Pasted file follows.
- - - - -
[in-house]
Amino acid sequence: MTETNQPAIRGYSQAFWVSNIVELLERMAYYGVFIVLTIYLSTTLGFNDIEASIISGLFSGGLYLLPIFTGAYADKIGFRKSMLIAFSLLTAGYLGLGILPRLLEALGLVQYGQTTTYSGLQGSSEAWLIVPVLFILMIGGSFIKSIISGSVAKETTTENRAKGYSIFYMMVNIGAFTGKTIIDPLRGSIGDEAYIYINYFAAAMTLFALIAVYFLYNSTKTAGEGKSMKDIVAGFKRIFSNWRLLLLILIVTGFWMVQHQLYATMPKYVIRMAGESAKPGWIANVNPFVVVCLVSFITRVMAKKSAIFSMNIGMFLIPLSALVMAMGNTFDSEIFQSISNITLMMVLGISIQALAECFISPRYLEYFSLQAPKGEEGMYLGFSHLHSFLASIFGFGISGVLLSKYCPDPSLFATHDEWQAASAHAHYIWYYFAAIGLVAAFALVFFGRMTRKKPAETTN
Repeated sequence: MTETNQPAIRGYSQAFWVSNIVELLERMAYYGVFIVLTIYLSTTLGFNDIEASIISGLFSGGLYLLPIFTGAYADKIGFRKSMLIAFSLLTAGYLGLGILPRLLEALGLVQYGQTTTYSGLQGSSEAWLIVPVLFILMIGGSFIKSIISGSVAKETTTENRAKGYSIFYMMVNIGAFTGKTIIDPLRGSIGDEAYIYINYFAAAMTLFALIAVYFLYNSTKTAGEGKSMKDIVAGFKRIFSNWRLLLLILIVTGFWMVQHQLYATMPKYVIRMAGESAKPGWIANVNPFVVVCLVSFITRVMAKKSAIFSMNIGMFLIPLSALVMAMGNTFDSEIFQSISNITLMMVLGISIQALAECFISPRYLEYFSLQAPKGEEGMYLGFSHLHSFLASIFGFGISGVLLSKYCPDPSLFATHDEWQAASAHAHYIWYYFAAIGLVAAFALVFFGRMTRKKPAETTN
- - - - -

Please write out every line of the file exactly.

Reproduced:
[in-house]
Amino acid sequence: MTETNQPAIRGYSQAFWVSNIVELLERMAYYGVFIVLTIYLSTTLGFNDIEASIISGLFSGGLYLLPIFTGAYADKIGFRKSMLIAFSLLTAGYLGLGILPRLLEALGLVQYGQTTTYSGLQGSSEAWLIVPVLFILMIGGSFIKSIISGSVAKETTTENRAKGYSIFYMMVNIGAFTGKTIIDPLRGSIGDEAYIYINYFAAAMTLFALIAVYFLYNSTKTAGEGKSMKDIVAGFKRIFSNWRLLLLILIVTGFWMVQHQLYATMPKYVIRMAGESAKPGWIANVNPFVVVCLVSFITRVMAKKSAIFSMNIGMFLIPLSALVMAMGNTFDSEIFQSISNITLMMVLGISIQALAECFISPRYLEYFSLQAPKGEEGMYLGFSHLHSFLASIFGFGISGVLLSKYCPDPSLFATHDEWQAASAHAHYIWYYFAAIGLVAAFALVFFGRMTRKKPAETTN
Repeated sequence: MTETNQPAIRGYSQAFWVSNIVELLERMAYYGVFIVLTIYLSTTLGFNDIEASIISGLFSGGLYLLPIFTGAYADKIGFRKSMLIAFSLLTAGYLGLGILPRLLEALGLVQYGQTTTYSGLQGSSEAWLIVPVLFILMIGGSFIKSIISGSVAKETTTENRAKGYSIFYMMVNIGAFTGKTIIDPLRGSIGDEAYIYINYFAAAMTLFALIAVYFLYNSTKTAGEGKSMKDIVAGFKRIFSNWRLLLLILIVTGFWMVQHQLYATMPKYVIRMAGESAKPGWIANVNPFVVVCLVSFITRVMAKKSAIFSMNIGMFLIPLSALVMAMGNTFDSEIFQSISNITLMMVLGISIQALAECFISPRYLEYFSLQAPKGEEGMYLGFSHLHSFLASIFGFGISGVLLSKYCPDPSLFATHDEWQAASAHAHYIWYYFAAIGLVAAFALVFFGRMTRKKPAETTN